Understanding the Probate Process
The death of a loved one is always devastating, and requires a considerable amount of time to process, as well as to grieve. In the midst of planning funeral arrangements, it is often necessary to negotiate the complicated process of gathering the required documents to, for example, access bank accounts and receive any life insurance benefits. This point is where having an estate plan can be an invaluable source of information on how to proceed, and particularly who gets to make decisions about the deceased and his/her affairs. If the person had a will, the process of distributing and selling property may seem easy because the deceased provided directions on what to do. However, surviving family members are not permitted to independently execute the terms of the will. Further, if the deceased had no estate plan, the court must direct how the person’s assets and obligations will be settled. This process is called probate, and an overview of what the process is and a brief introduction on how it works will follow below.
What Is Probate?
Probate is a court-supervised process used when someone dies to:
- identify and gather his/her property;
- pay any outstanding debts; and
- distribute any remaining assets to the beneficiaries.
Essentially, the probate process exists to legally pass ownership of a person’s assets to his/her beneficiaries. It is also designed to manage and resolve the deceased’s financial affairs so that creditors get paid and the appropriate family members receive the rest of the assets clear of creditor claims. Not all assets, though, are subject to probate administration. Those solely owned by the deceased, or property with additional owners that do not have transition plans when an owner dies are considered probate assets and disposition must be handled by the court. Examples include sole-named bank accounts, retirement accounts without a named beneficiary, or assets held in a living trust.
Types of Probate
Florida has several types of probate administration, and the two most commonly used are summary and formal administration. Summary administration is available if the deceased’s estate is valued at no more than $75,000 in assets subject to probate, and if the creditors are to be paid or do not object. In addition, summary administration is an option if the deceased died two or more years ago and no previous probate administration occurred. Other estates must go through the formal probate administration process, which requires the appointment of a personal representative. Formal administration often takes about six months to complete, but can last for years if there are disputes among the beneficiaries or heirs.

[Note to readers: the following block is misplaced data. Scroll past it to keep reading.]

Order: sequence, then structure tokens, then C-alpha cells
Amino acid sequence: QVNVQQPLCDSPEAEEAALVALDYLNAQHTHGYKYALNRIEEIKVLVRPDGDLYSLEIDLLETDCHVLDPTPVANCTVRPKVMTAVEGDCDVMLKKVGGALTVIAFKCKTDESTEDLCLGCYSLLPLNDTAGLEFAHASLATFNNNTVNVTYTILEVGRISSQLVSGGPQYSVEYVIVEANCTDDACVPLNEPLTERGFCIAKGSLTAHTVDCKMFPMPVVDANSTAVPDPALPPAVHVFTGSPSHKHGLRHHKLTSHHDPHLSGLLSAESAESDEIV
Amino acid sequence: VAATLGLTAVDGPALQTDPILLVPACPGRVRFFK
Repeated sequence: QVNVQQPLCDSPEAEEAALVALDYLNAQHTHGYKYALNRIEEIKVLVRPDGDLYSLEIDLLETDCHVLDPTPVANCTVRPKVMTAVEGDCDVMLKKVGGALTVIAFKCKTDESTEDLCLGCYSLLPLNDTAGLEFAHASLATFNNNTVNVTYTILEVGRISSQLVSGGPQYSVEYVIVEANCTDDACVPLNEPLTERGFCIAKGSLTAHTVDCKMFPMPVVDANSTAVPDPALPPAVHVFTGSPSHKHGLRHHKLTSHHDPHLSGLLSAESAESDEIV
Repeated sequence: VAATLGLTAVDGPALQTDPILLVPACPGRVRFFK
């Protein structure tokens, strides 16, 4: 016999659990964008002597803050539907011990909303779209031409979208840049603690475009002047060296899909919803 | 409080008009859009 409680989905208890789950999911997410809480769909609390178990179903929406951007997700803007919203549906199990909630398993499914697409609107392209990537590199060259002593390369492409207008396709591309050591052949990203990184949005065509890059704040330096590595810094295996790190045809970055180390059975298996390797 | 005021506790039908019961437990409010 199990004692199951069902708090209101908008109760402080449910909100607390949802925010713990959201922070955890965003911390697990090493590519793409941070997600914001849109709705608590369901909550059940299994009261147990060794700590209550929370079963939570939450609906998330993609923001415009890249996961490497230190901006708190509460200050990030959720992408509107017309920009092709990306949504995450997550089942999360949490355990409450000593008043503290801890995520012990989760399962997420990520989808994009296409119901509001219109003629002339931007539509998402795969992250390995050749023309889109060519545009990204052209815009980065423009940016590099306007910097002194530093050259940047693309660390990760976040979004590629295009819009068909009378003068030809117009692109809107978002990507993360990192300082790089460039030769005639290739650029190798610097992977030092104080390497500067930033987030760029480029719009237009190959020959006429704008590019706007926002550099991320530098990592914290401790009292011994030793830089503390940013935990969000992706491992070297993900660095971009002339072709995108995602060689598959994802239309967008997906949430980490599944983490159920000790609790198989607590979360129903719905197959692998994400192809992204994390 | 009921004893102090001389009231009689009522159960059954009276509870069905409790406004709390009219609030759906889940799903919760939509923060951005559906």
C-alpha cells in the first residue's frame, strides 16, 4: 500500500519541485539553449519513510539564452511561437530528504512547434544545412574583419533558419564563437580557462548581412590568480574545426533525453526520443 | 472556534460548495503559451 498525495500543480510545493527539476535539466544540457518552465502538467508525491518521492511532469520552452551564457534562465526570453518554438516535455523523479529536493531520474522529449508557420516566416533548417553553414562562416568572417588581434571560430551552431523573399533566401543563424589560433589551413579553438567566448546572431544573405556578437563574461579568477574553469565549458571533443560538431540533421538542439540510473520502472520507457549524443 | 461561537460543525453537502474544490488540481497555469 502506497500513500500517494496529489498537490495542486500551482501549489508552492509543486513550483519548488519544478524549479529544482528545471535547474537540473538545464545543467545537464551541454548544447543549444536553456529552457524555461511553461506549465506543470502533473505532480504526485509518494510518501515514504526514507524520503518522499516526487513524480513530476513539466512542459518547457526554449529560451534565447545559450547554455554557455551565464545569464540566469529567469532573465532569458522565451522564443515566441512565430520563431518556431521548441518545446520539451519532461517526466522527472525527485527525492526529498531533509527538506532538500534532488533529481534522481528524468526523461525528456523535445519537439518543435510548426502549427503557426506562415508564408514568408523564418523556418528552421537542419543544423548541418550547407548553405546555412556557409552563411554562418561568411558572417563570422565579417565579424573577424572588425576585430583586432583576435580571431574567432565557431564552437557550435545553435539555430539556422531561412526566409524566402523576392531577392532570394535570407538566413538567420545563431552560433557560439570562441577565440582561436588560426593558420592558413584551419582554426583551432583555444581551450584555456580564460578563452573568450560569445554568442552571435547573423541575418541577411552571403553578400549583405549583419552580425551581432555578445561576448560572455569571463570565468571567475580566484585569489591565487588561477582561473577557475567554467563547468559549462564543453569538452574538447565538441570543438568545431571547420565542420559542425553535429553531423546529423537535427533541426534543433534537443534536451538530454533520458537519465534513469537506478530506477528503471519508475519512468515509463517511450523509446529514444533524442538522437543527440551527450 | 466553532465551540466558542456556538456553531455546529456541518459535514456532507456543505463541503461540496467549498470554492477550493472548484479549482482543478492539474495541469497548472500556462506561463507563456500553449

There is another process, called Disposition of Personal Property without Administration. This extremely simplified process does not require court involvement, but is only applicable if the deceased primarily owned property not subject to probate, except for funeral expenses up to $6,000 and medical bills from the last 60 days his/her life.
The personal representative acts as a fiduciary, or person with ethical/trust obligations, to handle the administration of the estate. This person has a number of duties and obligations to fulfill, and is subject to legal liability if the probate administration is mismanaged. With very limited exceptions, anyone who is over the age of 18 and a resident of Florida at the time of the deceased’s death is qualified to serve as a personal representative. The deceased can designate someone to serve as personal representative if there is a will, and if not, the court will look to family members, starting with a spouse, to fill this role. The personal representative is entitled to compensation from the estate, and typically retains a lawyer to protect his/her interests since this person is liable to potential heirs/beneficiaries until the estate is settled and closed.
Consult an Estate Plan Attorney
Preparing for what happens to your possessions after death is a big responsibility that should not be taken lightly. Many legal ramifications come into play depending on the type, or lack, of estate plan in place. The Tampa law firm of Bubley & Bubley, P.A. can help you formulate an estate plan that will address your goals and provide for the future of your family. Contact us today for a free consultation.